So I gave away, jumblesaled or lost 90% of a terrific 1980s collection of miniatures, rpgs and boardgames. Things like my entire MERP collection, Runequest stuff, Regiments of Renown sets, Battlecars, Nightmare in Blackmarsh and numerous other beloved oddments and curios. I expect that some of you did the same and lost some stone cold classics too. Ah well, let's not dwell...
About 19 years passed, and I was now working overseas. An American friend convinced me to sit in on his Vampire: The Masquerade rpg, not that I took any persuading, basically. It was easy because I was/am in Japan, where nerdery is fairly rife and far less stigmatised. Within a couple of weeks I had amazoned the necessary books and dice to run my own Call of Cthulhu games, and, egged on later by another Brit friend I made in the gaming community, I even began to think about taking up Warhammer again.
"Listen to them", he said, as I watched him stoop over his game of 7th edition. "They call you. 'Buy us..paint us', that's what they are saying..."
I did indeed listen to him, and his slightly crazed interpretation of the little men and their wise words.
Giving in to temptation, I bought a shiny new Bretonnian battalion, army book and the obligatory standard bearer from a shop in Osaka. And it felt frigging great! With 7th edition I experienced a glorious homecoming, a rediscovery of my long buried, core being, or something.
What a great ride it was, for the next few years. I liked 8th fine, too - but then the bad thing happened. The Old World's destruction left me very disappointed. I suppose we don't need to go into that here, you all know the score.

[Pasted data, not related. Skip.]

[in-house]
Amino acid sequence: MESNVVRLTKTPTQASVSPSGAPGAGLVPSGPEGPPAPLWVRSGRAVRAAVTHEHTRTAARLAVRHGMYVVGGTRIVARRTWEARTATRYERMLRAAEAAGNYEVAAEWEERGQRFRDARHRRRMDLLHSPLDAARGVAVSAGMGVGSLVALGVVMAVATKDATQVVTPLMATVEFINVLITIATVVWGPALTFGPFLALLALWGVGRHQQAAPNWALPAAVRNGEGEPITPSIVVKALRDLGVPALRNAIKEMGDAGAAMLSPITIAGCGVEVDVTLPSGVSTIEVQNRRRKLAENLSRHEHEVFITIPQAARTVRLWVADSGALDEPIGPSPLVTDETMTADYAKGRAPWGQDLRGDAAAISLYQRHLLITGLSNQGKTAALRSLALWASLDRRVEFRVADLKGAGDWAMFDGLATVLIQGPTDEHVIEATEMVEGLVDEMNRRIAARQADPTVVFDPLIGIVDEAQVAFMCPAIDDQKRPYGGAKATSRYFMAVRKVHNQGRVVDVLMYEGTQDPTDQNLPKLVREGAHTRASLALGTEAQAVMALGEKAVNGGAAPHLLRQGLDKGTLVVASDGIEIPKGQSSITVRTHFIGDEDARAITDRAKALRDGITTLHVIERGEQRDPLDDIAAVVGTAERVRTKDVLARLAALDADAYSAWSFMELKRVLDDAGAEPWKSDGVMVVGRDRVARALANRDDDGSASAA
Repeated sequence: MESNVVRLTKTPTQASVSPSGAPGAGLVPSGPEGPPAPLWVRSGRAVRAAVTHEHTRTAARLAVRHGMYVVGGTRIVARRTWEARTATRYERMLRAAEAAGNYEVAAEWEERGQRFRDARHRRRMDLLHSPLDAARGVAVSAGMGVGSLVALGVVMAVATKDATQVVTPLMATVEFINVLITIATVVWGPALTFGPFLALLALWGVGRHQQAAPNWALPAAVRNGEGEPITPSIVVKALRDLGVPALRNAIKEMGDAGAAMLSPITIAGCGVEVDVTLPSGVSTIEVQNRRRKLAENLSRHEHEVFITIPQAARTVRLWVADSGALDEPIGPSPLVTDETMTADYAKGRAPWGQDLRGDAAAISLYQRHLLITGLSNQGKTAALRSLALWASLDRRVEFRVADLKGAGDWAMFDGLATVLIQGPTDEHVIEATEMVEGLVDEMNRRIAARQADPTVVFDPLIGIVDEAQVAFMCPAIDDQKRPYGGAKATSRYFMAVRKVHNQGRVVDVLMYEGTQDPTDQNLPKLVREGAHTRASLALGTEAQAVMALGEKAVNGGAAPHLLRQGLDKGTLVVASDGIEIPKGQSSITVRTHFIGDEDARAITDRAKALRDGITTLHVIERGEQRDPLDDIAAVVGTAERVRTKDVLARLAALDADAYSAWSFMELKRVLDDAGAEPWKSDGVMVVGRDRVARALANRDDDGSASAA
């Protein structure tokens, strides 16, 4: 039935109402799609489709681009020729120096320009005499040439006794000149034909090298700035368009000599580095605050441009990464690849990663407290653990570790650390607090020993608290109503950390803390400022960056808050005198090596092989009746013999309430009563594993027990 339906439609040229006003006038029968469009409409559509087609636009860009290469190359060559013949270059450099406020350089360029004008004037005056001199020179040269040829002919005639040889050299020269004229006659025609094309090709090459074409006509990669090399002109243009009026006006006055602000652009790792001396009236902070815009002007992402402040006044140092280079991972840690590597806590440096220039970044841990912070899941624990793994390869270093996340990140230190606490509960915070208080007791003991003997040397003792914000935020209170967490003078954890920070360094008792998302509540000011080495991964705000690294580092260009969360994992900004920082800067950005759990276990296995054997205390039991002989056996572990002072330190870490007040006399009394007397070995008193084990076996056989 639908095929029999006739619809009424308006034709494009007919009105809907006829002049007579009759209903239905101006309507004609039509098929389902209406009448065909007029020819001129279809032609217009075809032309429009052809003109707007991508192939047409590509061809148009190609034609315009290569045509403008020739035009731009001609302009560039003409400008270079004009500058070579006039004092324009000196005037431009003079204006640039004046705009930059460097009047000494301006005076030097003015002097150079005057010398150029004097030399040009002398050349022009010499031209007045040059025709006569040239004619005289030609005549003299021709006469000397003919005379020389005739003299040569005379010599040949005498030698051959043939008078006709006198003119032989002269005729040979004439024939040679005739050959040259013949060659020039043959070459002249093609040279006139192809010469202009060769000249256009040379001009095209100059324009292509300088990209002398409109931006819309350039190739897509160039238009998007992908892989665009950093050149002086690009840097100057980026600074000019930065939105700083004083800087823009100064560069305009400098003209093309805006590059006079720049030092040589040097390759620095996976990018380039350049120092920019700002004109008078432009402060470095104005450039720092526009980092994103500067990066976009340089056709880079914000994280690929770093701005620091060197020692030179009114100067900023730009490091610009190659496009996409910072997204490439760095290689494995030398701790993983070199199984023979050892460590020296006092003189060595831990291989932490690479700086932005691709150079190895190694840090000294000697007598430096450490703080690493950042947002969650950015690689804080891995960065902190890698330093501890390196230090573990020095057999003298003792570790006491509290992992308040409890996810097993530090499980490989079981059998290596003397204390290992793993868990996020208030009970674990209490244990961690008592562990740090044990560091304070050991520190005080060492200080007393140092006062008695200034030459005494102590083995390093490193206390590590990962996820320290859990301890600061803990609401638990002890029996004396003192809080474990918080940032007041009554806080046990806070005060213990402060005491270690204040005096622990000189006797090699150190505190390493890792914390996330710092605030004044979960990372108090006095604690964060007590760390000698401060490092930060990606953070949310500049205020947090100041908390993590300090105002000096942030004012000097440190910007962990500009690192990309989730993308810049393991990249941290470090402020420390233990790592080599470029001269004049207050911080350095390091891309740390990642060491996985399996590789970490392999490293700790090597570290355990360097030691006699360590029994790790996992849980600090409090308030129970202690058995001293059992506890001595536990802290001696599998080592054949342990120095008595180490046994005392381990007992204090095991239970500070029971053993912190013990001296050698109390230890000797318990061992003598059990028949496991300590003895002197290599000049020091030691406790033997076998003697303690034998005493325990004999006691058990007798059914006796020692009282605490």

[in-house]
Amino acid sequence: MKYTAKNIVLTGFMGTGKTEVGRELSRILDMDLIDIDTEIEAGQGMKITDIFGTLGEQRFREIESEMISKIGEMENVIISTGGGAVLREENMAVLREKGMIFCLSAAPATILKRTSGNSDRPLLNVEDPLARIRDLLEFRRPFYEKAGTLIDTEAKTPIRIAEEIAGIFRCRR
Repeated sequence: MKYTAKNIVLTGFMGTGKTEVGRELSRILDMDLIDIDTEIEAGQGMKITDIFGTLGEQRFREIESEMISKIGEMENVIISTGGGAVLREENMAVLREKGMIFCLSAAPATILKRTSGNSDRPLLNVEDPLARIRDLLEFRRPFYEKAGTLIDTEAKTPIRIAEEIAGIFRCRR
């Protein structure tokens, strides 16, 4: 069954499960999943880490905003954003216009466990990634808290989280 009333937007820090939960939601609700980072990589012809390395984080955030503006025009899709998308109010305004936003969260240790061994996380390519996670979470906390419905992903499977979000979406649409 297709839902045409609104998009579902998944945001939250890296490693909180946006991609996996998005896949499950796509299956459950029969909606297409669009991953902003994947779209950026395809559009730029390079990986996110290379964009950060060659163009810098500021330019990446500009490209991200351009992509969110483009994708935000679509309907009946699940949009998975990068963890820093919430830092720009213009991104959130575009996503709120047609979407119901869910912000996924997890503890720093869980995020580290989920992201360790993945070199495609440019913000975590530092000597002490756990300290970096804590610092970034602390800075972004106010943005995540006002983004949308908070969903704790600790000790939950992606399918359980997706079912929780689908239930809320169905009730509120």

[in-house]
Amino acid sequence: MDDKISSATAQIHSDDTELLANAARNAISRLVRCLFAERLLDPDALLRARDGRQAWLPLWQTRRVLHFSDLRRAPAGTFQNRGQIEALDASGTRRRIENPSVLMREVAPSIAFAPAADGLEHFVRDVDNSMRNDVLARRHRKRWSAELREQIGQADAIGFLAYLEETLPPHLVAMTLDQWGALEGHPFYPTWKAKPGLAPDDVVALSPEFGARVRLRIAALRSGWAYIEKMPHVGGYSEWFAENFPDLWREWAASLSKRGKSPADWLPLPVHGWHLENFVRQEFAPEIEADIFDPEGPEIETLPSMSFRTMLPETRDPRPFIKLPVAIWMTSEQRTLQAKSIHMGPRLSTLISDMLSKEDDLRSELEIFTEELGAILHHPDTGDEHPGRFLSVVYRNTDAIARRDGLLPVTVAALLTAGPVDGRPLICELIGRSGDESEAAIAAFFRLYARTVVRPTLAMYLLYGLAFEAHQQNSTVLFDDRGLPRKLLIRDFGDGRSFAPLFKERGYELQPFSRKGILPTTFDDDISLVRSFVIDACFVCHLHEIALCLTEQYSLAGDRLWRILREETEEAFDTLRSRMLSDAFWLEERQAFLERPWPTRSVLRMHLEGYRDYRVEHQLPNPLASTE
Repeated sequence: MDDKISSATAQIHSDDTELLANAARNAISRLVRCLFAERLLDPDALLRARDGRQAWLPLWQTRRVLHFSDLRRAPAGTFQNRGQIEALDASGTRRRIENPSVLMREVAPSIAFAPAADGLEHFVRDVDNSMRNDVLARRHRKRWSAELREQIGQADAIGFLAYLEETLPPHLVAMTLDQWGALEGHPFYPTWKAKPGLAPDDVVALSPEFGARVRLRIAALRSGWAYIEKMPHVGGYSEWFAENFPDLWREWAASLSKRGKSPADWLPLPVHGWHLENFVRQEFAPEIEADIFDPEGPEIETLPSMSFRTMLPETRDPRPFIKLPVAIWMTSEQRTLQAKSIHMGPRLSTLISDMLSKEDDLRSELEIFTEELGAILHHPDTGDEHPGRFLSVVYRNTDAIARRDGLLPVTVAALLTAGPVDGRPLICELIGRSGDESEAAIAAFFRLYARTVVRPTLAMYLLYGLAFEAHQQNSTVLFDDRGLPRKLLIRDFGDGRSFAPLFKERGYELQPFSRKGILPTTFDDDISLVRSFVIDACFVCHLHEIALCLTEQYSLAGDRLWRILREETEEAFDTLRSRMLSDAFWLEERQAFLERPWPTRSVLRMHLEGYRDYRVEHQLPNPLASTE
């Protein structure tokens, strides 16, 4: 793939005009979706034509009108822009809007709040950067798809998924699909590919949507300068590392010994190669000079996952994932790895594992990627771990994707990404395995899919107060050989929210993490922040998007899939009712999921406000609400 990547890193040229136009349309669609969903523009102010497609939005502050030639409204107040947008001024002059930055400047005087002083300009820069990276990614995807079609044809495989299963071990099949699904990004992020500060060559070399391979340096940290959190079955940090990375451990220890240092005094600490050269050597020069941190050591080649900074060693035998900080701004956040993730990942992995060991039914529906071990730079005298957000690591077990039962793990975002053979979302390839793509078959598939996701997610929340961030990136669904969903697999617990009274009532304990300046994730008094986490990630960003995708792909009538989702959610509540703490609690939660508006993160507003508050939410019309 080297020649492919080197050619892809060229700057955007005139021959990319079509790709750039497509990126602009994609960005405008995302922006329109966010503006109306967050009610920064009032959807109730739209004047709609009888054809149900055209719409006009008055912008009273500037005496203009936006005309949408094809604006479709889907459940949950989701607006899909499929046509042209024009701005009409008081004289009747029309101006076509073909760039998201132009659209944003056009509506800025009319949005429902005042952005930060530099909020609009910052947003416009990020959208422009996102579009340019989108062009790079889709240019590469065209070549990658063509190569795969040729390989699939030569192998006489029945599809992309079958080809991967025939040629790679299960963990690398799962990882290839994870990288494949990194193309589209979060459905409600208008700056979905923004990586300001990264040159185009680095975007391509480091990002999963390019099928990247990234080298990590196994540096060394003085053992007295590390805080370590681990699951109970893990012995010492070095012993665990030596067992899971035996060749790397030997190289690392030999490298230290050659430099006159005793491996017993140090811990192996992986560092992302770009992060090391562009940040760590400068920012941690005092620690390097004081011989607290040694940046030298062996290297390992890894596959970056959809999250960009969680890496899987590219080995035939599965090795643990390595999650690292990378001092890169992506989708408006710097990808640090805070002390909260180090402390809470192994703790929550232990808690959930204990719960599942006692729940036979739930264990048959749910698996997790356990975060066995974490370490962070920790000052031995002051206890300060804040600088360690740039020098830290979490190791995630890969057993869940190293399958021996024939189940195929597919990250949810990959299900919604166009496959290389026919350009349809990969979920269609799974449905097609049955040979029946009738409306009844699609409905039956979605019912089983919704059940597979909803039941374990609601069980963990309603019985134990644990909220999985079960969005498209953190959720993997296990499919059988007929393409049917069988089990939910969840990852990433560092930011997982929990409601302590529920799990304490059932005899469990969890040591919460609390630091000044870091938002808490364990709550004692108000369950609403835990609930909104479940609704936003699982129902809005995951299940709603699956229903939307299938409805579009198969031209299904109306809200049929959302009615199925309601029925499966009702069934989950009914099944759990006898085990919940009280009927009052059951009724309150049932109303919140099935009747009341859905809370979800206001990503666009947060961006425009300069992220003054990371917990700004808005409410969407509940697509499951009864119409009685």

It began to dawn that Oldhammering could offer a future-proof solution for those armies, now left high and dry and gathering dust. Also, what a fantastic excuse to indulge in some collecting. Not so many pocket money woes as an adult - grown up moolah finally allows the mustering of that dream army. Here in Japan, I have at least one opponent in Mr Bekir. I now have those elusive rulebooks for 3rd edition as well, so the future looks bright.
I am using the 3rd edition Armies book in order to make my list.
Since getting those first goblin and troll minis I mentioned, I've always had a hankering to own a Kev Adams style Orc & Goblin force. The Goblinmaster's unsettling little faces - sitting in a distressing halfway house between comically mischievous and utterly evil - have always fascinated me. The characterful gobbo classics in the old Citadel Compendiums and White Dwarfs such as the goblin chariot, lead belcher and skull crusher really define the best of that early era for me.
|The majority of the proposed force. The Ruglud Kommandos|
at the rear left will probably need stripping.
I also have some other Kevin Adam's goblins - some Heartbreaker, some Warmonger (sometimes described as Foundry's happy/fat orcs).
I also miraculously unearthed some minis from the initial collection which escaped the purge.
My intended Army List is as follows :-
Level 20 Black Orc Warboss on Boar
20 Stickas *
20 Gobbos *
20 Boyz *
20 Arrer Boyz *
3 Goblin Fanatics
1 Skull Crusher Stone Thrower
|Lovely Kev Adams gobbos with spears...|
|Fat Foundry Arrer Boyz at the rear, goblin archers to the fore.|
I'm not looking to win and plaudits here with the challenge - I'm not a terrific painter (but probably not too terrible either). Freetime is in extremely short supply as I have two very energetic sons under the age of 4 who need constant attention. I work fairly long hours. My personal goal is just to actually finish, and along the way do some kind of justice to these leering, vile looking critters.
With any luck, Lovejoy's Orcs & Goblins will be on the march in 6 months.